Corporate HQs tell us all we need to know about 21st-century culture

Read Sam Jacob, from the September 2013 issue

By Sam Jacob

Facebook campus design model. Courtesy Frank Gehry / Gehry Partners, Los Angeles

Over the last year or so, many of the giant digital corporations have unveiled plans for new headquarters. For Apple, Google, Amazon and Facebook these are a far cry from the dorm rooms, garages and startup spaces that spawned them. They look like nothing less than the palaces of a new technological cabal: Versailles of the twenty-first century, designed not for a Sun King in a powdered wig but twentysomethings in fleeces with a penchant for table football and iced lattes.

Apple is synonymous with the particular kind of sleek high-end product design that helped it rise to become, at one point, the world’s most valuable company. And the new HQ, nicknamed ‘Apple City’ (in Cupertino, where Apple has been since the late 1970s), seems part of that ethos. Designed by Foster + Partners, the building arranges 260,000sqm of office space into a metal and glass doughnut. It sits on a massive plot planted as a forest. The building forms a ring around a huge circular interior courtyard, also partially forested, according to the architect’s renders at least. In these scenarios, Apple workers stroll in endless autumn sunlight through a landscape that is part science-fiction metallic gleam and part abundant nature. If, in Versailles, the palace and its garden are organised to present the visitor with an extreme expression of omnipotence and divine rule, Apple City and the other new HQS might also reveal something of the ideology of West Coast digital culture.

For Apple, the giant zerolike plan creates a building that has fewer hierarchical qualities than a block with a top and a bottom. Its continuous circular form, without a beginning and end, seems to encapsulate something of the strange flat spatial organisation of digital information. But while this suggests a kind of equivalence, if not equality, across its plan, as with much of digital culture, apparent freedoms also contain their own controls. We can also see echoes of less liberating scenarios: arrangements of the Pentagon, Britain’s GCHQ and the Panopticon.

It’s worth remembering too that Apple was named by Steve Jobs as a reminder of his experiences at All One Farm, an apple orchard-cum-hippy commune shrouded, apocryphally, in Eastern mysticism and LSD. Perhaps there is something of this baby-boom fantasy recalled in Apple City’s vision of nature.

Google’s new California campus is designed by the firm NBBJ, whose corporate mantra reads, ‘Design lifts the spirit, unleashes human potential and transforms our world.’ Its architecture is far less striking than Foster’s Apple City, appropriately for a company whose own design culture is far less sophisticated (Google’s multicoloured logo originates from its founder’s dabblings with the free graphics program Gimp). But these generic architectural blocks have been twisted and bent by the stuff that Google knows best: data about human behaviour. Deformations generated by the working patterns of the employees who will occupy it, adjacencies of departments and so on mean that workers across the 102,000sqm development will never be more than two-and- a-half minutes from one another – creating a kind of hyperlinked organisation.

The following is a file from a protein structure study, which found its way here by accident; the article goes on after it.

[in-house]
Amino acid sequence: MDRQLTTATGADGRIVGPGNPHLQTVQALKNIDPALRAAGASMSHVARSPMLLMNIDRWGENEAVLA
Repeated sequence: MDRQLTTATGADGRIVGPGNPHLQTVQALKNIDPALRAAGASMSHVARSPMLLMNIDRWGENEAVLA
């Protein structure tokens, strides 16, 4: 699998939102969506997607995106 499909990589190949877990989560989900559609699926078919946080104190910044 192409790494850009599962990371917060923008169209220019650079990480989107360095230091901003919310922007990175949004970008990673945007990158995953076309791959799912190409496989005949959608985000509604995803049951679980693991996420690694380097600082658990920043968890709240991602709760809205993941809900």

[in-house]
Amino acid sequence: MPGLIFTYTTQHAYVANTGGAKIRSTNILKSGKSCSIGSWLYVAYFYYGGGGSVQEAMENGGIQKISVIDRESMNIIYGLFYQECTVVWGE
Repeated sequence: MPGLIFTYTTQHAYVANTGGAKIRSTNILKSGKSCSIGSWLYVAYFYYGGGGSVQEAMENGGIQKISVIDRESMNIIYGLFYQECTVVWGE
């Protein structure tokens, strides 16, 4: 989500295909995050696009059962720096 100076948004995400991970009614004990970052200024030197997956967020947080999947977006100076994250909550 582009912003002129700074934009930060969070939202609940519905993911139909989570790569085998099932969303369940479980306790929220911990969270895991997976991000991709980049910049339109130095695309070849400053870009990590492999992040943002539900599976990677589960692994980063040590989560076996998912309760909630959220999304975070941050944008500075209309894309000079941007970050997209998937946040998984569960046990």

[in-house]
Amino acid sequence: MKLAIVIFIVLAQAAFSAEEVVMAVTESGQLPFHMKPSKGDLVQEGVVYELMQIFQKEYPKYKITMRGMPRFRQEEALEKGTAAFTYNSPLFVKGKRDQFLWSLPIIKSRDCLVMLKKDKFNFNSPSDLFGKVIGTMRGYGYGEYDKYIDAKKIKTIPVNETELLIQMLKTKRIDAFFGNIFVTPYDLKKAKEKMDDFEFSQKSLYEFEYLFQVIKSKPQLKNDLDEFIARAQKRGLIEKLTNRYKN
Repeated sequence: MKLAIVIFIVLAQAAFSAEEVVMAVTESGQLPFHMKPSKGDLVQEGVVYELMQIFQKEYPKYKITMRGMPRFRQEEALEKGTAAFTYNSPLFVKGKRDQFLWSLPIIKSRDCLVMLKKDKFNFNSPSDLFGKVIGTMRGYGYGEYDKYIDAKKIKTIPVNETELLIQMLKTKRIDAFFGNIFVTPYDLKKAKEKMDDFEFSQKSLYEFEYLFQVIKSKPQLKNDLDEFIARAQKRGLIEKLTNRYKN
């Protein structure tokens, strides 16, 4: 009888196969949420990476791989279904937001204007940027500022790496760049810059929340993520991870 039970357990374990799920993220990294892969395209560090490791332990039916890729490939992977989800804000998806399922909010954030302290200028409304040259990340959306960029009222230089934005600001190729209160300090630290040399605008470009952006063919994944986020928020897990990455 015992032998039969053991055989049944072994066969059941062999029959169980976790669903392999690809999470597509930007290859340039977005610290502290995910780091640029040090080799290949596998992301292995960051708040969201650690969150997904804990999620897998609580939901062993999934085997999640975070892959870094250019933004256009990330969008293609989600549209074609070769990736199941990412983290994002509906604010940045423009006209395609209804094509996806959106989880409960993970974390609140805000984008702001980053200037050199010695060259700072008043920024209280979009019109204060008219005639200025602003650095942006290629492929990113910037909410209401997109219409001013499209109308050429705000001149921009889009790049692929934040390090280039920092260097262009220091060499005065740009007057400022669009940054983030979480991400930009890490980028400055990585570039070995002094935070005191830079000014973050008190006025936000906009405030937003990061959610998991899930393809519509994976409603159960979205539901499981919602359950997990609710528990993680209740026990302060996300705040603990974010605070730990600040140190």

In Menlo Park, Facebook has employed the doyen of West Coast architecture, Frank Gehry, to design its new headquarters. Like Apple City, it uses an image from the natural realm, one that Facebook ceo Mark Zuckerberg described thus: ‘From the outside it will appear as if you’re looking at a hill in nature.’ Inside it will be the largest open office space in the world. Perhaps only minds immersed in Californian digital culture can conceive of these two apparent opposites merged into a literal bureau-landscape.

But it is Amazon’s new Seattle HQ that provides the most full-blown example of the digital obsession with techno-nature. It includes three 6,040sqm biodomes. Each glazed dome is conceived, according to the promotional literature, as ‘a plant-rich environment that has many positive qualities that are not often found in a typical office setting’. Amazon – named, after all, for an environment – seems to be becoming a habitat in its own right.

A corporate mantra: design lifts the spirit, unleashes human potential and transforms our world!

In each of these examples we see echoes of the hippy, pastoral techno-utopias of the 1960s, blended with management theory and marketeering. These are ideologies made of glass and grass, where office and orchard become indistinguishable from one another. They promise liberation from the tyrannies of traditional offices. At the same time, though, there’s the terrifying idea that nature itself might have become an office, thanks to the always-on connectivity of digital technology. An apple orchard was once a place for Steve Jobs to go, drop out and tune in. Now, perhaps it’s only another place to log on.

This article was first published in the September 2013 issue.